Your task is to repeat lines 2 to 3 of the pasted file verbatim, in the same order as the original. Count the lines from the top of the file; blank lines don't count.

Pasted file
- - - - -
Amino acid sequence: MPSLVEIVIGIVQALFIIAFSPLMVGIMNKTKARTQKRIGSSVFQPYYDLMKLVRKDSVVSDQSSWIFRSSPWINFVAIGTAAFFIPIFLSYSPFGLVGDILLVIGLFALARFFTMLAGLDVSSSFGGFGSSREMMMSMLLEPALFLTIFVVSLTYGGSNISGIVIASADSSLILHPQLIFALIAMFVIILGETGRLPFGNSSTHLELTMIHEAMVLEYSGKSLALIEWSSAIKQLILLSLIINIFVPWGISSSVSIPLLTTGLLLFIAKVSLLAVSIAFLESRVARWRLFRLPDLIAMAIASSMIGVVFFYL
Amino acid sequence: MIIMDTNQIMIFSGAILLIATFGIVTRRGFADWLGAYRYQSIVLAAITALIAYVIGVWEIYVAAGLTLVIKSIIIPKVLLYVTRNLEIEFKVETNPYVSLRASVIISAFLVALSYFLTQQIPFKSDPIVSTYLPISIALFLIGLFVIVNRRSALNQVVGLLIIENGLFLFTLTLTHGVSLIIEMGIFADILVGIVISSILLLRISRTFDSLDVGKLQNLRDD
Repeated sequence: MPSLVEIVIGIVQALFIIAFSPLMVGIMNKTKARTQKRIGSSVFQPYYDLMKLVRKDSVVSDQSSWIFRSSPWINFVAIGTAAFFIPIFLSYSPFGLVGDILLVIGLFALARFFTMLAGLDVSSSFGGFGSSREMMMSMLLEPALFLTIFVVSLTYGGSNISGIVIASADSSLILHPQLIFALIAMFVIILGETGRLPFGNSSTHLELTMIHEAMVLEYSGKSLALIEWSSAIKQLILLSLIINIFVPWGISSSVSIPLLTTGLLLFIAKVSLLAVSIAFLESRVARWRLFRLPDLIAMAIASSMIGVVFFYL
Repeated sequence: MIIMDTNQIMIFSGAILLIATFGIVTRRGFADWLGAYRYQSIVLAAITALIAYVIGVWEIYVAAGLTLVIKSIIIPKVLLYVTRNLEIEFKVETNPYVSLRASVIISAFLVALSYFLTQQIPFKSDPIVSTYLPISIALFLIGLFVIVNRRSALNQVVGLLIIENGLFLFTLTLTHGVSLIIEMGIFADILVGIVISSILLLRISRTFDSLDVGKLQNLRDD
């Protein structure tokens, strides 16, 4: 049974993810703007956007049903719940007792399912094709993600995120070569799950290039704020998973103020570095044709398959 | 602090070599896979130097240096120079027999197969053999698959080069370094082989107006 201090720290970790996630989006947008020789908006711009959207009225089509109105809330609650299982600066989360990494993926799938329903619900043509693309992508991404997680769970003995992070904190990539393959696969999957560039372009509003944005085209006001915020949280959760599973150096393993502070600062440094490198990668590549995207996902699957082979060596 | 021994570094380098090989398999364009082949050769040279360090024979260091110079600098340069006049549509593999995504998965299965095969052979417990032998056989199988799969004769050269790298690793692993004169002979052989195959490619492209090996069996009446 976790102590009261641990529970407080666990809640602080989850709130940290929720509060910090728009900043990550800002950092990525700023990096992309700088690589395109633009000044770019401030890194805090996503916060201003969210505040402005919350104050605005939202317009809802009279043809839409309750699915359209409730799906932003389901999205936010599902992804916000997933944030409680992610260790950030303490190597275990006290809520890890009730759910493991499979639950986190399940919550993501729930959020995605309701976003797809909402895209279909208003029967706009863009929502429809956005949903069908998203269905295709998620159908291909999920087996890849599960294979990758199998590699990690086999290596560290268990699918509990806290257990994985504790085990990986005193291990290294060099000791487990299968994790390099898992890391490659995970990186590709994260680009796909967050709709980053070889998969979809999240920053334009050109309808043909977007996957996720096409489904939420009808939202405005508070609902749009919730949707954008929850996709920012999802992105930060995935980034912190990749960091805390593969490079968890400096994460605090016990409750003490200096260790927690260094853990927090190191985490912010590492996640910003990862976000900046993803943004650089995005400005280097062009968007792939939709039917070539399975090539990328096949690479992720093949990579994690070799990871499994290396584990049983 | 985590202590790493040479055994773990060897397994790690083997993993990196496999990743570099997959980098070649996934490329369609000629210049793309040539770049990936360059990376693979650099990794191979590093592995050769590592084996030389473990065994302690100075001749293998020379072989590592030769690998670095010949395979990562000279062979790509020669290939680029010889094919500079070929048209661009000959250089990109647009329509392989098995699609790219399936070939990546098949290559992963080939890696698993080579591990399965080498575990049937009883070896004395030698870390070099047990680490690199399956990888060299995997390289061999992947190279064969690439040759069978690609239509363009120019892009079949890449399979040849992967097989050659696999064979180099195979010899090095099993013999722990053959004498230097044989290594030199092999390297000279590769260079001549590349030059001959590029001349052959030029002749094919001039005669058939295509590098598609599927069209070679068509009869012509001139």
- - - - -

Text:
Amino acid sequence: MIIMDTNQIMIFSGAILLIATFGIVTRRGFADWLGAYRYQSIVLAAITALIAYVIGVWEIYVAAGLTLVIKSIIIPKVLLYVTRNLEIEFKVETNPYVSLRASVIISAFLVALSYFLTQQIPFKSDPIVSTYLPISIALFLIGLFVIVNRRSALNQVVGLLIIENGLFLFTLTLTHGVSLIIEMGIFADILVGIVISSILLLRISRTFDSLDVGKLQNLRDD
Repeated sequence: MPSLVEIVIGIVQALFIIAFSPLMVGIMNKTKARTQKRIGSSVFQPYYDLMKLVRKDSVVSDQSSWIFRSSPWINFVAIGTAAFFIPIFLSYSPFGLVGDILLVIGLFALARFFTMLAGLDVSSSFGGFGSSREMMMSMLLEPALFLTIFVVSLTYGGSNISGIVIASADSSLILHPQLIFALIAMFVIILGETGRLPFGNSSTHLELTMIHEAMVLEYSGKSLALIEWSSAIKQLILLSLIINIFVPWGISSSVSIPLLTTGLLLFIAKVSLLAVSIAFLESRVARWRLFRLPDLIAMAIASSMIGVVFFYL